Fat Loss and You - Is it Calories In or is it Calories Out?
Ask the average person what needs to be done in order to lose weight and you'll be sure to hear something a lot like, "just eat less and exercise more". The common thought has long been that you need to drastically reduce calorie intake and aggressively ramp up exercise output in order to see any real change in your body.
It is supposed to be nothing but salads and two hour stints at the gym....
Except it's not.
For most people it is only one of the two that poses the biggest hurdle towards their fat loss efforts. They either need to cut back on some of the erroneous calories they consume throughout the day or they really need to step it up at the gym and kick some ass.
Sure, some do need to intervene on both fronts. Especially those who do not currently exercise or manage their dietary intake. Yet, the average person who is seeing their progress slow does not need to anything too rash or aggressive. In fact, radical intervention can cause metabolic problems for otherwise healthy individuals.
Let's take a look at what each of these situations may look like. If you feel as though you fit into one of the category, then you'll want to stay until the end when we look at some awesome strategies for attacking your weakness!
The Problem is Calories In
Let's just face the facts on this one.
A lot of people have a very hard time controlling the hand-to-mouth motion. They struggle to stop themselves from eating every time they are bored, distracted, sad, happy, and every emotion in between.
What makes this worse is the mass availability of calorie-dense, but nutrient deficient foods that are chemically designed to make you enjoy them, and think about them the next time you need a bite.
Add in massive serving sizes, mindless eating binges, and the prevailing belief that our body composition is a only product of calories in vs. calories out - and you find a lot of people over consuming calories on a daily basis.
Ironically, some of the worst offenders are those who are regularly kicking their own ass at the gym.
They justify their meals must quicker by relating it to that day's workout intensity. For all intents and purposes they are absolutely crushing it in the gym, are likely in a caloric deficit, and do need a bit of a "re-feed". However, that re-feed should come from an additional serving of fruit or grains paired with a protein source.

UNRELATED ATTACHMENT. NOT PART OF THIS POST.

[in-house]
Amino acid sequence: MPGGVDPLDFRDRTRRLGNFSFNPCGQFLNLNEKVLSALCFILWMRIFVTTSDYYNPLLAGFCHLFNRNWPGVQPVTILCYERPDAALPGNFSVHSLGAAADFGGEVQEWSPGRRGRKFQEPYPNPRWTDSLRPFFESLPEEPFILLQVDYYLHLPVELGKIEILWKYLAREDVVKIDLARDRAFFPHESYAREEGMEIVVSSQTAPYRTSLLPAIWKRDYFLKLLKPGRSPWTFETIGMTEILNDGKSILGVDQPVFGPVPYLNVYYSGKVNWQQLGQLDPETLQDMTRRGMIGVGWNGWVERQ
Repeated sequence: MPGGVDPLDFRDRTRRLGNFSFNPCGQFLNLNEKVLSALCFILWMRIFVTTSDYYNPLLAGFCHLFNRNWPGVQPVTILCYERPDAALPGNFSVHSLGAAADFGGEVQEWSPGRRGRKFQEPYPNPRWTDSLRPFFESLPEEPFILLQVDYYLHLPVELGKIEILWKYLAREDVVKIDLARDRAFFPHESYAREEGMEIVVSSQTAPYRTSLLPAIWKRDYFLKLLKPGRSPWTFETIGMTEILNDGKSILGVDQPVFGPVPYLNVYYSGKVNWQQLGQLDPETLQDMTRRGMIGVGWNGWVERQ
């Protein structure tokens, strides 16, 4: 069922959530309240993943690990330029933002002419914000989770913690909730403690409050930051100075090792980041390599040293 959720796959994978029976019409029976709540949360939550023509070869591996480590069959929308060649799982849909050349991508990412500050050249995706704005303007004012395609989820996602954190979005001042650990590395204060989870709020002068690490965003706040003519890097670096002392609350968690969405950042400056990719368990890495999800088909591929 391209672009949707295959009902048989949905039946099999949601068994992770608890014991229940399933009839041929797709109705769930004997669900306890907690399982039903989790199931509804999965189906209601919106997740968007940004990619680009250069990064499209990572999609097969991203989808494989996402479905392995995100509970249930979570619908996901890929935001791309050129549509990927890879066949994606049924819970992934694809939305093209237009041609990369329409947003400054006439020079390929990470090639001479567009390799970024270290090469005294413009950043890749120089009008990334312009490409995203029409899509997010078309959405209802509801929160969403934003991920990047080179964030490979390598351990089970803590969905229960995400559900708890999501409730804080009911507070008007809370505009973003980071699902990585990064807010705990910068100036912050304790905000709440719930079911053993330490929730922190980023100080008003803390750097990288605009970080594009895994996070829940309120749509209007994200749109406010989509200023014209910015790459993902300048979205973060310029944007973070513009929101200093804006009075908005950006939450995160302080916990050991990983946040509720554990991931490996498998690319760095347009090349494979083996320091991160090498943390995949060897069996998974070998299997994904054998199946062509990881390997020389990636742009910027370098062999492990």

Yet, many times it becomes a burrito with sour cream and guacamole, or an extra glass of wine and a slice of buttered bread before dinner.
When this individual is going to check themselves on a scale, with calipers, or just by using the eye-test...they expect to see significant progress. They remember all the sweat and the burning muscles. Their Fitbit has been saying they've been getting ten thousand steps a day too.
Then, there is no change.
Frustration and a sense of defeat kick in, and one of two things happen (both of which are disastrous):
They super restrict calories but attempt to maintain the same exercise intensity. They figure they'll starve the fat off their body. This method, especially with women, can lead to negative effects upon the endocrine (hormone) system. It can also lead to long term body composition issues and potentially - eating disorders.
They'll throw their hands up, say F*** it, and abandon ship for a week or two. They'll do everything they hadn't been doing in an effort to compensate for the time they've lost. (I've done this - and it isn't pretty).
In order to avoid this we need to have some solid strategies to employ when our workouts are rock star, but our dietary habits could use some tweaking. These simple approaches are designed to create a two hundred to four hundred calorie decrease in your dietary intake (depending upon what your diet actually looks like), so that you can inch your way into a better deficit and restart your fat loss!
Strategies to Cut Calorie Intake
1. Take a step back from your daily diet and view it with objective eyes. What is the one "silly" food that finds its way in there on a consistent basis? Are you grabbing a cookie every time you check out with a salad? Are you snacking on chips and guacamole as you are preparing dinner? Are you drinking a huge sugar-bomb from your favorite coffee shop every morning?
Everyone's silly choice will look a little different, but the truth is that we will all survive just fine without that food. Habitual behaviors such as snacking while cooking, or starting your day with a particular latte are the ones we justify quickly with the most shallow explanations.
Like Dan John has said: "Eat Like an Adult".
2. When you are eating your "meals" are you simply throwing down calories so that you can get to work on time, or have an extra few minutes to close your guys before your lunch is over?
Are you coming home to a dinner that you eat mindlessly as your eyes can't leave your television screen?
Most people do, and so don't feel like a jerk if this applies to you. The fact is that eating is an extremely inefficient use of time in a world that is paid by the hour, and built upon maximum productivity. Why would you slow down and stare at your meal when you can hammer out emails or see who is going home on the next Matchlorette show?
A good habit to practice, and one that my fellow T3+ coach Teresa Harris taught me, is to breathe in a square prior to your meal:
3 seconds in, 3 seconds hold, 3 second exhale, 3 second empty-lung.
A couple trips around that square and your parasympathetic nervous system will kick in. Blood flow will shift towards the gut, your heart rate will lower, and your ability to taste and smell your food will increase. Furthermore, you'll regain the critical analysis of your meal. Instead of just shoveling food into your mouth while lost in the glow of the nearest screen - you'll see that you are eating french fries instead of vegetables.